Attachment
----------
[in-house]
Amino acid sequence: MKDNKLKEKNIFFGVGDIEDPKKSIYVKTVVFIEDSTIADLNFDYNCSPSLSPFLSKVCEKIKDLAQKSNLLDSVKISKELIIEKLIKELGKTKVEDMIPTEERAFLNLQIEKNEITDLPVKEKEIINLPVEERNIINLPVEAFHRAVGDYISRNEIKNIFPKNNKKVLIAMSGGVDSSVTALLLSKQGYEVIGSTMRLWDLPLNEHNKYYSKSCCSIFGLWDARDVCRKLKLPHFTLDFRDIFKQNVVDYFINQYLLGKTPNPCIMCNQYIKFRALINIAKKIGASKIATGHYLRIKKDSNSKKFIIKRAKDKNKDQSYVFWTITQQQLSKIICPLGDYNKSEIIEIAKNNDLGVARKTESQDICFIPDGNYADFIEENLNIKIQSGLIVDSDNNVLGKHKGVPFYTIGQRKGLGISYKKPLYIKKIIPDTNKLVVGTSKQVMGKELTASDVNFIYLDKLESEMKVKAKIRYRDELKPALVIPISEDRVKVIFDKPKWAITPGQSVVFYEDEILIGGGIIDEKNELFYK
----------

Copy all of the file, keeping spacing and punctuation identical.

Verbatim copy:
[in-house]
Amino acid sequence: MKDNKLKEKNIFFGVGDIEDPKKSIYVKTVVFIEDSTIADLNFDYNCSPSLSPFLSKVCEKIKDLAQKSNLLDSVKISKELIIEKLIKELGKTKVEDMIPTEERAFLNLQIEKNEITDLPVKEKEIINLPVEERNIINLPVEAFHRAVGDYISRNEIKNIFPKNNKKVLIAMSGGVDSSVTALLLSKQGYEVIGSTMRLWDLPLNEHNKYYSKSCCSIFGLWDARDVCRKLKLPHFTLDFRDIFKQNVVDYFINQYLLGKTPNPCIMCNQYIKFRALINIAKKIGASKIATGHYLRIKKDSNSKKFIIKRAKDKNKDQSYVFWTITQQQLSKIICPLGDYNKSEIIEIAKNNDLGVARKTESQDICFIPDGNYADFIEENLNIKIQSGLIVDSDNNVLGKHKGVPFYTIGQRKGLGISYKKPLYIKKIIPDTNKLVVGTSKQVMGKELTASDVNFIYLDKLESEMKVKAKIRYRDELKPALVIPISEDRVKVIFDKPKWAITPGQSVVFYEDEILIGGGIIDEKNELFYK